This, decided Reichard, was a foolish idea.
In fact, of all the the foolish ideas he had ever had in his lifetime, this was certainly in the top five. In fact, depending on your definition of “this” you could easily argue that it covered multiple spots.
Natalia practically glowed with the dawn, a preternatural knowledge of the battlefield combining with her already strong instincts and training into a supreme being of strategical might, ordering units of Towerjacks hither and yon, clattering against the tactics of the Grendel’s own enchanted generals. To be upon this battlefield at all, adjutant or no, as an unarmed and under armoured mage is foolishness. They pressed a sword to his side, but they may as well have given him a butter knife for all the good he can do with it.
He shuttles orders, he gives opinion, he receives words of the dying, and gives hope to those who live. No mage, adjutant nor politician is required here, and he hates how easy it is to fall back into the groove of the pastoral priest. But the orders don’t shuttle between the tents in the Towerjack’s well-fortified enclave, no. Word goes to the armies of Spiral, comparison of supplies, the return of the walking wounded to their home units.
It’s a route they’ve taken a hundred times before, and perhaps they should have considered that when they charted it. Reichard, some papers, a couple of soldiers as escort. A roar, a flurry of leaves as they burst from their reluctant hiding place, and the Grendel are on them. Wounded and tired, the orcs aren’t any match for the rested and well-trained Towerjacks, but when they’re finally dispatched, Reichard’s shirt is dyed with a colour-scheme appropriate red stain that spreads across both sides of his torso like an invading army. A crossbow bolt straight through, the point sticking from his back. Before the adrenaline fades, he reaches and prods it experimentally, and a blossom of scarlet blooms on his index finger too. Then his body remembers what pain is, and he passes out.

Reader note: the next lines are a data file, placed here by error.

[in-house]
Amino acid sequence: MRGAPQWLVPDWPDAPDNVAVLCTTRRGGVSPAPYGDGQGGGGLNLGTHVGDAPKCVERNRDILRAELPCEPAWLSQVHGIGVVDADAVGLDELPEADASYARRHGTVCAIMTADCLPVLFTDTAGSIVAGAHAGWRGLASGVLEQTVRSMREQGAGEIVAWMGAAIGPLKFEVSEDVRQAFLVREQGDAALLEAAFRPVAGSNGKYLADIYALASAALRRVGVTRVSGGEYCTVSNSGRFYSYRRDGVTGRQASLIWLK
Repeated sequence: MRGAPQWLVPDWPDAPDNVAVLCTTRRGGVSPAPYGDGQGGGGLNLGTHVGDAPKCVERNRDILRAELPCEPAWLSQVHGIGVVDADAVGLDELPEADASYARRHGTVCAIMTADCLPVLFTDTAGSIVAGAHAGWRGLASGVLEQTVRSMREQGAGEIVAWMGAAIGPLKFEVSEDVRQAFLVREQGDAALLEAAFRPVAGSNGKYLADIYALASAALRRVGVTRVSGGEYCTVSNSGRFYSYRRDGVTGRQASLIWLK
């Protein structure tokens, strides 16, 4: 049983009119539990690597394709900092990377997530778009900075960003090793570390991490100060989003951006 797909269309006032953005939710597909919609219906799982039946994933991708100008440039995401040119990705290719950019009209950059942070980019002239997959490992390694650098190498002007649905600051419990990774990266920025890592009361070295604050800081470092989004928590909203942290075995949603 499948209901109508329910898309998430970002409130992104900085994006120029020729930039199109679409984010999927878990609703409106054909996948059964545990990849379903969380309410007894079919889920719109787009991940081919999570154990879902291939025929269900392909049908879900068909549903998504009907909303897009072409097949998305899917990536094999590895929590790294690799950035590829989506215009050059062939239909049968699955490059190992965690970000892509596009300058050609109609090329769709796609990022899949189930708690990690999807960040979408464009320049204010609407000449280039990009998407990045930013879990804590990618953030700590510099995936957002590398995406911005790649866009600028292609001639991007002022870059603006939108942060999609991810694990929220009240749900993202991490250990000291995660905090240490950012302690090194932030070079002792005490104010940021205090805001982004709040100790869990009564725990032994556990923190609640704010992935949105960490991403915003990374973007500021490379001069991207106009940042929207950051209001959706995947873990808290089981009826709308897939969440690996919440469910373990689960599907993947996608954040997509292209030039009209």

Consciousness returns slowly, and Reichard doesn’t recognise the tent he’s in. He worries that he has been captured, and brings his secrets to his memory in preparation for a final ritual, but the images resolve and perspective shifts. He’s in the Towerjack’s medical facility, in the centre of the camp. The lower angle makes everything and everybody seem strange. They tell him he’s getting better – he’s not so sure, his side aches with a pain he can find no metaphor for, that he got infected, that it’s been four days. They have to hold him down until he hears that his messages have been delivered, and the defence holds.
They leave him inside his head for a bit. Feeling useless to everyone, and now a drain on the resources of the army he’s supposed to be second in command for, he sinks into the dark tar-pit of his mind for while as the day fades into evening (around a fire, many yards away, a soldier is saying how the Adjutant flung a Grendel off him with a spell, picked up the Captain when he fell, and saved the lives of the escort party while a fucking crossbow bolt was sticking out of his back. Reichard won’t remember this, and when they thank him he will be confused and doubting).
He thinks that if they’d cast any one of those double-headed rituals, or the Grendel had shot 6 inches up, or 12, he’d be dead.
This was a foolish idea.
A chirurgeon deals with his wounds – apparently by shouting at them in old Asavean – and his skin starts to knit back together.
He sleeps for a bit.
There’s a navarr beside his bed with a leather pouch with a crown and a phoenix. Letters from the house, some for him, some delegated to him. Some good ideas, some…
Now that is a really foolish idea.
Reichard sits up with difficulty, holds a pen with his damaged index finger, sets up blank paper and ink from the leather pouch, and starts to write. Soon, a note to the Prince about what happened, hopefully before it’s in the dispatches.
On your ritual…